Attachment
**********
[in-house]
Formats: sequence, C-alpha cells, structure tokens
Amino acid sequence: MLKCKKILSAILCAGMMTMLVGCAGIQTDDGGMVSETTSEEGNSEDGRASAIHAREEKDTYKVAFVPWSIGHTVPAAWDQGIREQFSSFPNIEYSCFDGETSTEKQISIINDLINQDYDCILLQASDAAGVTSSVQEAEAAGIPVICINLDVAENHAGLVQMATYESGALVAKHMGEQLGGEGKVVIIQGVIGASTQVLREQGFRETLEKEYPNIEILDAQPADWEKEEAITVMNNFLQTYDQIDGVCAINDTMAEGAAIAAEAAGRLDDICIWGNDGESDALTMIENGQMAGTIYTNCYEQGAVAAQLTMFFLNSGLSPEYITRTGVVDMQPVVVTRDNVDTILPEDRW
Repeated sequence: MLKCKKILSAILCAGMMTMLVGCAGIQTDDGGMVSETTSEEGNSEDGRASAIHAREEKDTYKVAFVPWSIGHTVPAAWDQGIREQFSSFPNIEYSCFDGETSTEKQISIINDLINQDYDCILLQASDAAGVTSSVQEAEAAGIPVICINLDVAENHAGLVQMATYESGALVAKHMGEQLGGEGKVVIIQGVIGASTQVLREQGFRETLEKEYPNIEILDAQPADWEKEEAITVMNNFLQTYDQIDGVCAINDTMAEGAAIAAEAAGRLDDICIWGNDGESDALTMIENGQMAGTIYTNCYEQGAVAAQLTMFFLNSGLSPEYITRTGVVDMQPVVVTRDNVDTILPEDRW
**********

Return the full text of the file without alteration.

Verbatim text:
[in-house]
Formats: sequence, C-alpha cells, structure tokens
Amino acid sequence: MLKCKKILSAILCAGMMTMLVGCAGIQTDDGGMVSETTSEEGNSEDGRASAIHAREEKDTYKVAFVPWSIGHTVPAAWDQGIREQFSSFPNIEYSCFDGETSTEKQISIINDLINQDYDCILLQASDAAGVTSSVQEAEAAGIPVICINLDVAENHAGLVQMATYESGALVAKHMGEQLGGEGKVVIIQGVIGASTQVLREQGFRETLEKEYPNIEILDAQPADWEKEEAITVMNNFLQTYDQIDGVCAINDTMAEGAAIAAEAAGRLDDICIWGNDGESDALTMIENGQMAGTIYTNCYEQGAVAAQLTMFFLNSGLSPEYITRTGVVDMQPVVVTRDNVDTILPEDRW
Repeated sequence: MLKCKKILSAILCAGMMTMLVGCAGIQTDDGGMVSETTSEEGNSEDGRASAIHAREEKDTYKVAFVPWSIGHTVPAAWDQGIREQFSSFPNIEYSCFDGETSTEKQISIINDLINQDYDCILLQASDAAGVTSSVQEAEAAGIPVICINLDVAENHAGLVQMATYESGALVAKHMGEQLGGEGKVVIIQGVIGASTQVLREQGFRETLEKEYPNIEILDAQPADWEKEEAITVMNNFLQTYDQIDGVCAINDTMAEGAAIAAEAAGRLDDICIWGNDGESDALTMIENGQMAGTIYTNCYEQGAVAAQLTMFFLNSGLSPEYITRTGVVDMQPVVVTRDNVDTILPEDRW